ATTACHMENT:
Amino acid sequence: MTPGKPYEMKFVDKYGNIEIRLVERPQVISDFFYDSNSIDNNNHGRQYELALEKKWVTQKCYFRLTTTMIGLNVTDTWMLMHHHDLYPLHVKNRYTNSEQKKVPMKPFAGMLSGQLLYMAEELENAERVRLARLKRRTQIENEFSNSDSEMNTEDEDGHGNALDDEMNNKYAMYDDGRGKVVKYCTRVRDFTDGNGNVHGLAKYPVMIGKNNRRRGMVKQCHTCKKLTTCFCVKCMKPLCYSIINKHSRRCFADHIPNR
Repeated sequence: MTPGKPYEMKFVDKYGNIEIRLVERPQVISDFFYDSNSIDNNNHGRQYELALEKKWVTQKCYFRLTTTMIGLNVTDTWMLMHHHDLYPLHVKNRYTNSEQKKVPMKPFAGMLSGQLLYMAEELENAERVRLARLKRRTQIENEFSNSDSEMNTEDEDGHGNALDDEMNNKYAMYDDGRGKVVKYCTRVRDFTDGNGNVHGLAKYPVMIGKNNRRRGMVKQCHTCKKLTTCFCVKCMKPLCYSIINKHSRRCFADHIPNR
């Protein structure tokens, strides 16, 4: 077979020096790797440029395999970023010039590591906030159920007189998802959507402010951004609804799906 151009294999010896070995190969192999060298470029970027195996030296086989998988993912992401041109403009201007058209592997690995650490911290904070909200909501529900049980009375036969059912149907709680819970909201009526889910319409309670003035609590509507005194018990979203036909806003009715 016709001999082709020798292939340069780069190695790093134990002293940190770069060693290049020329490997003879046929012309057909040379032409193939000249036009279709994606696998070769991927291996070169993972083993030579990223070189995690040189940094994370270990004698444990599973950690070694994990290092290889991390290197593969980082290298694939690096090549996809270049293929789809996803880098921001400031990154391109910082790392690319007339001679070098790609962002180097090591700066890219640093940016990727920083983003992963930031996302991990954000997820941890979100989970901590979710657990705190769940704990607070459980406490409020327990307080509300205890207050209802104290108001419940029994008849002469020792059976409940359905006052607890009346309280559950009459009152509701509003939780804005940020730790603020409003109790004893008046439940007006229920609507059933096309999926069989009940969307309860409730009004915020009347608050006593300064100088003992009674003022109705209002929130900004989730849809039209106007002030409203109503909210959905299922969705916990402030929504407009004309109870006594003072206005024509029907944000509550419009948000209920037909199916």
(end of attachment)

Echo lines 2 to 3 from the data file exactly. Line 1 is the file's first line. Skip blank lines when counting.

Repeated sequence: MTPGKPYEMKFVDKYGNIEIRLVERPQVISDFFYDSNSIDNNNHGRQYELALEKKWVTQKCYFRLTTTMIGLNVTDTWMLMHHHDLYPLHVKNRYTNSEQKKVPMKPFAGMLSGQLLYMAEELENAERVRLARLKRRTQIENEFSNSDSEMNTEDEDGHGNALDDEMNNKYAMYDDGRGKVVKYCTRVRDFTDGNGNVHGLAKYPVMIGKNNRRRGMVKQCHTCKKLTTCFCVKCMKPLCYSIINKHSRRCFADHIPNR
């Protein structure tokens, strides 16, 4: 077979020096790797440029395999970023010039590591906030159920007189998802959507402010951004609804799906 151009294999010896070995190969192999060298470029970027195996030296086989998988993912992401041109403009201007058209592997690995650490911290904070909200909501529900049980009375036969059912149907709680819970909201009526889910319409309670003035609590509507005194018990979203036909806003009715 016709001999082709020798292939340069780069190695790093134990002293940190770069060693290049020329490997003879046929012309057909040379032409193939000249036009279709994606696998070769991927291996070169993972083993030579990223070189995690040189940094994370270990004698444990599973950690070694994990290092290889991390290197593969980082290298694939690096090549996809270049293929789809996803880098921001400031990154391109910082790392690319007339001679070098790609962002180097090591700066890219640093940016990727920083983003992963930031996302991990954000997820941890979100989970901590979710657990705190769940704990607070459980406490409020327990307080509300205890207050209802104290108001419940029994008849002469020792059976409940359905006052607890009346309280559950009459009152509701509003939780804005940020730790603020409003109790004893008046439940007006229920609507059933096309999926069989009940969307309860409730009004915020009347608050006593300064100088003992009674003022109705209002929130900004989730849809039209106007002030409203109503909210959905299922969705916990402030929504407009004309109870006594003072206005024509029907944000509550419009948000209920037909199916």